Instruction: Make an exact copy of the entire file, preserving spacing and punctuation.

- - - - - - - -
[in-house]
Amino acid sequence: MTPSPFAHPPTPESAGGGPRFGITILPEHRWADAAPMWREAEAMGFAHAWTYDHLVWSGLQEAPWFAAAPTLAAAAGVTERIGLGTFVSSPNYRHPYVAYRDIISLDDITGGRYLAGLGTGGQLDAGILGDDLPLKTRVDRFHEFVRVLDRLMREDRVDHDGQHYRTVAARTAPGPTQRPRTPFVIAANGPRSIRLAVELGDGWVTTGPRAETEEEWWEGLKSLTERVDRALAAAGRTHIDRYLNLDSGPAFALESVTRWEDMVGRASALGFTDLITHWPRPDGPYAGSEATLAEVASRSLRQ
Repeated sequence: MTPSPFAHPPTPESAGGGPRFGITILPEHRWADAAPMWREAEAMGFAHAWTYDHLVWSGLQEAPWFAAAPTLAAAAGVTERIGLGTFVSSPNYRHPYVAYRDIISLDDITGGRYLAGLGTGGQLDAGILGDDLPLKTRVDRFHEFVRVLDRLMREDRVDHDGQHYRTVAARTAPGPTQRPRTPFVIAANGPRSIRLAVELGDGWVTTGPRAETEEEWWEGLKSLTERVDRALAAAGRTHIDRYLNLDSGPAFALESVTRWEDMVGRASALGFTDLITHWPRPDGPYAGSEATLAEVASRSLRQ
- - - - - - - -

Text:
[in-house]
Amino acid sequence: MTPSPFAHPPTPESAGGGPRFGITILPEHRWADAAPMWREAEAMGFAHAWTYDHLVWSGLQEAPWFAAAPTLAAAAGVTERIGLGTFVSSPNYRHPYVAYRDIISLDDITGGRYLAGLGTGGQLDAGILGDDLPLKTRVDRFHEFVRVLDRLMREDRVDHDGQHYRTVAARTAPGPTQRPRTPFVIAANGPRSIRLAVELGDGWVTTGPRAETEEEWWEGLKSLTERVDRALAAAGRTHIDRYLNLDSGPAFALESVTRWEDMVGRASALGFTDLITHWPRPDGPYAGSEATLAEVASRSLRQ
Repeated sequence: MTPSPFAHPPTPESAGGGPRFGITILPEHRWADAAPMWREAEAMGFAHAWTYDHLVWSGLQEAPWFAAAPTLAAAAGVTERIGLGTFVSSPNYRHPYVAYRDIISLDDITGGRYLAGLGTGGQLDAGILGDDLPLKTRVDRFHEFVRVLDRLMREDRVDHDGQHYRTVAARTAPGPTQRPRTPFVIAANGPRSIRLAVELGDGWVTTGPRAETEEEWWEGLKSLTERVDRALAAAGRTHIDRYLNLDSGPAFALESVTRWEDMVGRASALGFTDLITHWPRPDGPYAGSEATLAEVASRSLRQ